Does KLAS really matter? Do healthcare leaders really care about the organization and its award program, “Best in KLAS”?
Those that win the designation seem to think it important, but those with more important tasks than awards seem to think KLAS is nothing more than a cryptic, highly profitable money making marketing program.
Those that support of KLAS include Brent Lang, CEO and president of Vocera – this year’s best in KLAS for excellence in healthcare communication. He’s not alone, and clearly there are thousands of caregivers and IT decision makers who believe its research is sound and valid.
So, other than offering nice plaques, according to Lang, KLAS is relevant to today’s healthcare industry because “there is a sea of new technologies available and providers need help from other providers to navigate the landscape. KLAS data reports represent the combined opinions of actual people working in the healthcare industry, and gaining insight into firsthand experiences from end users is the most valuable form of research that a hospital can get prior to making a purchasing decision.”
However true that statement may be, it gives the impression that KLAS is collecting information from a representative sample size that represents the opinions of the entire population, which is not the case. The reports that KLAS issues, and charges vendors many tens of thousands to access (but gives away freely to healthcare professionals), represents an extremely small portion of the actual user body.
From the feedback collected, there is simply no way that the views and opinions of 20, 30 or 40 (or even six or seven, for that matter) people represent the views of thousands and thousands of other professionals, especially when there are hundreds of thousands using particular systems.
The problem with KLAS’ data is that there is not enough to substantiate the organization’s research. I’ve seen the reports and spoken to numerous research professionals who say the reports KLAS produces are thin, veiled and the information included in them essentially useless.
Do providers and hospitals really care about the award KLAS presents and positions as the height of quality for health IT and the like? According to Lang: “My conversations with Vocera customers indicate that they most certainly care about non-biased research. KLAS ‘awards’ are just a culmination of research based on interviews with actual customers that are unfiltered by the vendors involved, making this information invaluable to those making purchasing decisions. Hospitals really care about the experiences of their peer group, and KLAS provides a straightforward way for them to gain access to thousands of provider opinions in one place.”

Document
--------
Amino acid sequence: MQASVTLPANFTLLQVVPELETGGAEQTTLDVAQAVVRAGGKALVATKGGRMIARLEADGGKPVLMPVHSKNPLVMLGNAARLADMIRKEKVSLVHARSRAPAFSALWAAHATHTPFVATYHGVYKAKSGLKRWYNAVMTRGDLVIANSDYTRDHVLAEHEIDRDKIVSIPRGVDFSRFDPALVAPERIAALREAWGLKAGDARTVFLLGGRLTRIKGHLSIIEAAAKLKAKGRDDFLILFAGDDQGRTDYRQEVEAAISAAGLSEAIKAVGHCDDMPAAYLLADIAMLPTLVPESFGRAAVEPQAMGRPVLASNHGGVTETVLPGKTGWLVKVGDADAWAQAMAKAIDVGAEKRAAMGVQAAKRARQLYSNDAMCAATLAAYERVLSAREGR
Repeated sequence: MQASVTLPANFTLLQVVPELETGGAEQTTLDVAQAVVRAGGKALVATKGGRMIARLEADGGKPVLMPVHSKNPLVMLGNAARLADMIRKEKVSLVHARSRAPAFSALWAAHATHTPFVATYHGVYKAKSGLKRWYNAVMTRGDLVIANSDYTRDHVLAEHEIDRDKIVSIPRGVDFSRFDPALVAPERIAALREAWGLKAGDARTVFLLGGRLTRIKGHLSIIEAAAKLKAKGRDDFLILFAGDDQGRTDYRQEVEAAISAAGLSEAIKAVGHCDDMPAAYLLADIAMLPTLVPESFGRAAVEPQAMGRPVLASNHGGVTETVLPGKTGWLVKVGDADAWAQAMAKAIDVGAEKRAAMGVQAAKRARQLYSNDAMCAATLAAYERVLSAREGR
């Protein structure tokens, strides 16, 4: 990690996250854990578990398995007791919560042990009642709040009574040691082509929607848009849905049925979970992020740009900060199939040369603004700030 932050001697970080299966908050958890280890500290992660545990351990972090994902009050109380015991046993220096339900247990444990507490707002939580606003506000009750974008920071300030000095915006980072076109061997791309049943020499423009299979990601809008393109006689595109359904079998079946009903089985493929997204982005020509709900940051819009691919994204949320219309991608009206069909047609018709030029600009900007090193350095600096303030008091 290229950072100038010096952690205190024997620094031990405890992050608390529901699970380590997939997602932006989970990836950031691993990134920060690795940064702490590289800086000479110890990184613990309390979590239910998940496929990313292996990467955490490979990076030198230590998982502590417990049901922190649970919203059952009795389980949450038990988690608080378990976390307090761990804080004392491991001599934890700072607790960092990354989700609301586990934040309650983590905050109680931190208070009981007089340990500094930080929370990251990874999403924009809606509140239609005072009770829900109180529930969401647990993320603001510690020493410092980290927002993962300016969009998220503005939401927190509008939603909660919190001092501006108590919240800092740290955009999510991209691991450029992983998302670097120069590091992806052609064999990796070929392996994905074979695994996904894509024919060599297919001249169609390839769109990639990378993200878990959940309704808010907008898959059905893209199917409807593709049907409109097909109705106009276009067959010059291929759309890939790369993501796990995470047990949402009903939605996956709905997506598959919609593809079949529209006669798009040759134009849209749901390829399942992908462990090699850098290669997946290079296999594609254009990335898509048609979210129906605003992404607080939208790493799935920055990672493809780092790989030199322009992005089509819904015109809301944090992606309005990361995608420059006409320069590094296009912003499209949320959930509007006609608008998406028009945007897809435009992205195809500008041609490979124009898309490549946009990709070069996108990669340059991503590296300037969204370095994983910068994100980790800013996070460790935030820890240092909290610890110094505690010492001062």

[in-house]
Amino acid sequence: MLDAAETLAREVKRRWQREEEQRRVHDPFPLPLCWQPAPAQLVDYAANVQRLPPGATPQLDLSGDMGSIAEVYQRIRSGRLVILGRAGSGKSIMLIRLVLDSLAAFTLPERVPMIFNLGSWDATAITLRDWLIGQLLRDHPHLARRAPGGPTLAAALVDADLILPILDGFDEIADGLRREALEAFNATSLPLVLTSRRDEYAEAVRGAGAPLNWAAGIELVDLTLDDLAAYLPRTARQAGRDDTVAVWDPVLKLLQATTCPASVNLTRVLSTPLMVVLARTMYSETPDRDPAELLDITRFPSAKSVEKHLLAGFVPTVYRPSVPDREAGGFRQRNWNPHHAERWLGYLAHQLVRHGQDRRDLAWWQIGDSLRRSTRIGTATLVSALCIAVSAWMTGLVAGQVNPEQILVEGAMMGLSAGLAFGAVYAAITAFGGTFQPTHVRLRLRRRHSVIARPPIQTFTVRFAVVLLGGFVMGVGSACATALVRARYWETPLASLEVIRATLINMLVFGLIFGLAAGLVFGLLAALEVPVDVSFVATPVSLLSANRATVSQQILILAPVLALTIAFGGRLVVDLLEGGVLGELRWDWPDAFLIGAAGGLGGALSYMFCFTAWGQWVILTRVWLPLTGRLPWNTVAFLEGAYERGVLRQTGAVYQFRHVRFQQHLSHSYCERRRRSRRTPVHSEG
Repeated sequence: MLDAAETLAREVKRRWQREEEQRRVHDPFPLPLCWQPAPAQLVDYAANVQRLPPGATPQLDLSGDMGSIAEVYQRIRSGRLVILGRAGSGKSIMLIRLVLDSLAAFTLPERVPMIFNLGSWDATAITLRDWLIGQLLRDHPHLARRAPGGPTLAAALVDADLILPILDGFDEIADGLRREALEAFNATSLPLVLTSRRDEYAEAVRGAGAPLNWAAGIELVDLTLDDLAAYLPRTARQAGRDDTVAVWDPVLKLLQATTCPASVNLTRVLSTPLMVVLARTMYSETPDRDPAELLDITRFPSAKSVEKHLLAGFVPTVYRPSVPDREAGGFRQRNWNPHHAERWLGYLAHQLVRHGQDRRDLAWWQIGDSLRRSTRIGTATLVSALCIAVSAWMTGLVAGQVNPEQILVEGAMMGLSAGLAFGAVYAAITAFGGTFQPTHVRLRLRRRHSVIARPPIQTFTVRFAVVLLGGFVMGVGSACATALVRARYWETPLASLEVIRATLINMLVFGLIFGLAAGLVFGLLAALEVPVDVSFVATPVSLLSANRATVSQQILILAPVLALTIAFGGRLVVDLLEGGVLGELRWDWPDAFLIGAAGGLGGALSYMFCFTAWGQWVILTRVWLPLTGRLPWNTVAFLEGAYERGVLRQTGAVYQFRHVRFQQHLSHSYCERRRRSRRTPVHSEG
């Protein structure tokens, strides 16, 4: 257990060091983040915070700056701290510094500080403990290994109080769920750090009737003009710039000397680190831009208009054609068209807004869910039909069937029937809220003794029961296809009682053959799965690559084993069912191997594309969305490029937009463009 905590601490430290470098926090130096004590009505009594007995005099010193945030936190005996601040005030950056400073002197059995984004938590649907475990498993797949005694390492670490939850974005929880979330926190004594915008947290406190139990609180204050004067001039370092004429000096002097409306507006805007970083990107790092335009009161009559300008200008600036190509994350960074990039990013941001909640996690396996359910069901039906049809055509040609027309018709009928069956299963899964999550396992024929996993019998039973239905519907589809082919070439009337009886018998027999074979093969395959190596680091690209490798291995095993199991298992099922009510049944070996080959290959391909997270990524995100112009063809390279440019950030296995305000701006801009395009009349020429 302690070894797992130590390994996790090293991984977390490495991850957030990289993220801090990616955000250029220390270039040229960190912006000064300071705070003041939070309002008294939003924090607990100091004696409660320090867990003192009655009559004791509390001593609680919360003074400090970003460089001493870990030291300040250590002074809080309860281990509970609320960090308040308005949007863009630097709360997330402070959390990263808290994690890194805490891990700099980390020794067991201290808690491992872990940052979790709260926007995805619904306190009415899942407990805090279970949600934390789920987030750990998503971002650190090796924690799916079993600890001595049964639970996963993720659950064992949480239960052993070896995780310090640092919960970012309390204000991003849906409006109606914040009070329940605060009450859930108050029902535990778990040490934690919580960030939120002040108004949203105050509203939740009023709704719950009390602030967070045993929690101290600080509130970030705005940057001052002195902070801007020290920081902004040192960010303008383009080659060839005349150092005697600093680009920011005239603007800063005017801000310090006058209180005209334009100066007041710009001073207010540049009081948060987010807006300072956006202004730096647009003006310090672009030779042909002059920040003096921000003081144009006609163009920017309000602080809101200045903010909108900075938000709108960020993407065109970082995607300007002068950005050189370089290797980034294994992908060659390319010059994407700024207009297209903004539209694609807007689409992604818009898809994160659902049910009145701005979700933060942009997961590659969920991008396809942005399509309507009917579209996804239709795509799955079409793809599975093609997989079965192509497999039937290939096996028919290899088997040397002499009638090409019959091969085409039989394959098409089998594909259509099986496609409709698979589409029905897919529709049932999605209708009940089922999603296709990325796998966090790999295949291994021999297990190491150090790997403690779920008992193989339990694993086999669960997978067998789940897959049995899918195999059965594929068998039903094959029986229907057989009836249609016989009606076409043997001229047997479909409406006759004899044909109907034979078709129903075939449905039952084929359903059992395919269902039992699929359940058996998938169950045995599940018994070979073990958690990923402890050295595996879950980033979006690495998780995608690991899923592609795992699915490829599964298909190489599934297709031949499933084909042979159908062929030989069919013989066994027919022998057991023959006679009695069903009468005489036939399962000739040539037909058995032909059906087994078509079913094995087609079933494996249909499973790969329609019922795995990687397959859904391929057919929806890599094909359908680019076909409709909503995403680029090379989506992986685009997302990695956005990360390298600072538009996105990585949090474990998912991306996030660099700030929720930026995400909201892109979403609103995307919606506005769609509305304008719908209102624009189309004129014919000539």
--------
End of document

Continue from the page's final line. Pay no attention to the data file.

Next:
As true as this may be, again, there simply is not enough data from enough respondents to substantiate claims that KLAS makes and represents as market sentiment.
As such, KLAS is nothing more than one of the most effective pay-for-play schemes in healthcare. Practice and hospital leaders believe they are getting true research results that parallel the likes of reports such as Gartner and Forrester, but they are not. They are getting thinly veiled aggregations of quotes from very few select sources using vendors’ solutions. Not enough to quantify landscape statements about technology or solutions produced by the vendors.
How do you feel about the pay-for-play element of KLAS? Lang isn’t bothered by it: “Vocera views KLAS’ model as paid research that offers a cost effective way to gain valuable customer insights. We could go out and conduct this research on our own, but having an independent third party conduct the research makes it more meaningful and unbiased. KLAS ensures that we are hearing both the good and the bad from our end users. KLAS’ mandate is to serve providers, and not vendors, and as such, regularly reviews vendors who have not paid them any fees. Even when providers like Vocera do pay KLAS, we simply support the accumulation of unbiased research.”
KLAS holds participating vendors hostage and their “research” is incomplete and inconclusive. It is a marketing body that picks out vendors, speaks to very few of its clients and passes its research off as representative of market segment. Those that do not pay are held at a disadvantage. Vendors such as Allscripts recently expressed similar opinions to those here and decline to pay KLAS fees to participate in its programs.
Too bad other vendors didn’t begin to take the same perspective rather than being held hostage for data that is not even relevant.
But there are others that believe KLAS’ perceived value is questionable:
According to Kristin Warner, director of marketing and communications of veEDIS Clinica Systems, “I think KLAS awards would mean more in the industry if they didn’t originate from a paid marketing program. Honestly, I think the seal makes a product or website look more credible in a brief scan, but for people who know the paid structure of the site the endorsement doesn’t mean much.”
I couldn’t agree more. Based on my experience, KLAS is nothing more than a paid program, funded by vendors who are twisted into purchasing faulty and thinly veiled reports that are passed off “complete” to physicians and healthcare leaders seeking every ounce of information before they invest their dollars in systems that will make them profitable and produce better patient outcomes.